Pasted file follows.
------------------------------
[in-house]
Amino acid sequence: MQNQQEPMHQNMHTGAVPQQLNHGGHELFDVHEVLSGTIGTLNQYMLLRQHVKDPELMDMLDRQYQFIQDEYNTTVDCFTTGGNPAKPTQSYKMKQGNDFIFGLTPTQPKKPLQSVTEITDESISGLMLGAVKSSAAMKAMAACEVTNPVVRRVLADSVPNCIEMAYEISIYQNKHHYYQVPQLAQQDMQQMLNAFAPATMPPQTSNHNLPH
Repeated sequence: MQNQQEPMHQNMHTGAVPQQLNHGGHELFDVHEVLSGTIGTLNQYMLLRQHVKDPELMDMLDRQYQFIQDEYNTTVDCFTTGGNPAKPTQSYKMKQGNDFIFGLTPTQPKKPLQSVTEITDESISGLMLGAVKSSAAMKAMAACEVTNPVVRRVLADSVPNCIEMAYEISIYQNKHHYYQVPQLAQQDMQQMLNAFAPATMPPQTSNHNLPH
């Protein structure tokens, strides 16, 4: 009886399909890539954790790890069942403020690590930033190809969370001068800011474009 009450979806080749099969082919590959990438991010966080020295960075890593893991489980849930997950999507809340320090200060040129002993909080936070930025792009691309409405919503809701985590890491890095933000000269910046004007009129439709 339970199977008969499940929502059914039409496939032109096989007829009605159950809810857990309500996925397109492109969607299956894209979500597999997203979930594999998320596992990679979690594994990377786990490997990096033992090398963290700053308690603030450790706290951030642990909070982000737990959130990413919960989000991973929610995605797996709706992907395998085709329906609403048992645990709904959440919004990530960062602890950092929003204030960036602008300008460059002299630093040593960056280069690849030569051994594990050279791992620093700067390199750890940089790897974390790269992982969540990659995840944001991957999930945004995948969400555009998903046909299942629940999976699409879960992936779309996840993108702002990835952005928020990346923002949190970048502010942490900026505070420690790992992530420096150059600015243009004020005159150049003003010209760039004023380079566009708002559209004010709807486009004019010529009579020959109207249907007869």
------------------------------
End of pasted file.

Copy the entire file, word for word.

[in-house]
Amino acid sequence: MQNQQEPMHQNMHTGAVPQQLNHGGHELFDVHEVLSGTIGTLNQYMLLRQHVKDPELMDMLDRQYQFIQDEYNTTVDCFTTGGNPAKPTQSYKMKQGNDFIFGLTPTQPKKPLQSVTEITDESISGLMLGAVKSSAAMKAMAACEVTNPVVRRVLADSVPNCIEMAYEISIYQNKHHYYQVPQLAQQDMQQMLNAFAPATMPPQTSNHNLPH
Repeated sequence: MQNQQEPMHQNMHTGAVPQQLNHGGHELFDVHEVLSGTIGTLNQYMLLRQHVKDPELMDMLDRQYQFIQDEYNTTVDCFTTGGNPAKPTQSYKMKQGNDFIFGLTPTQPKKPLQSVTEITDESISGLMLGAVKSSAAMKAMAACEVTNPVVRRVLADSVPNCIEMAYEISIYQNKHHYYQVPQLAQQDMQQMLNAFAPATMPPQTSNHNLPH
């Protein structure tokens, strides 16, 4: 009886399909890539954790790890069942403020690590930033190809969370001068800011474009 009450979806080749099969082919590959990438991010966080020295960075890593893991489980849930997950999507809340320090200060040129002993909080936070930025792009691309409405919503809701985590890491890095933000000269910046004007009129439709 339970199977008969499940929502059914039409496939032109096989007829009605159950809810857990309500996925397109492109969607299956894209979500597999997203979930594999998320596992990679979690594994990377786990490997990096033992090398963290700053308690603030450790706290951030642990909070982000737990959130990413919960989000991973929610995605797996709706992907395998085709329906609403048992645990709904959440919004990530960062602890950092929003204030960036602008300008460059002299630093040593960056280069690849030569051994594990050279791992620093700067390199750890940089790897974390790269992982969540990659995840944001991957999930945004995948969400555009998903046909299942629940999976699409879960992936779309996840993108702002990835952005928020990346923002949190970048502010942490900026505070420690790992992530420096150059600015243009004020005159150049003003010209760039004023380079566009708002559209004010709807486009004019010529009579020959109207249907007869």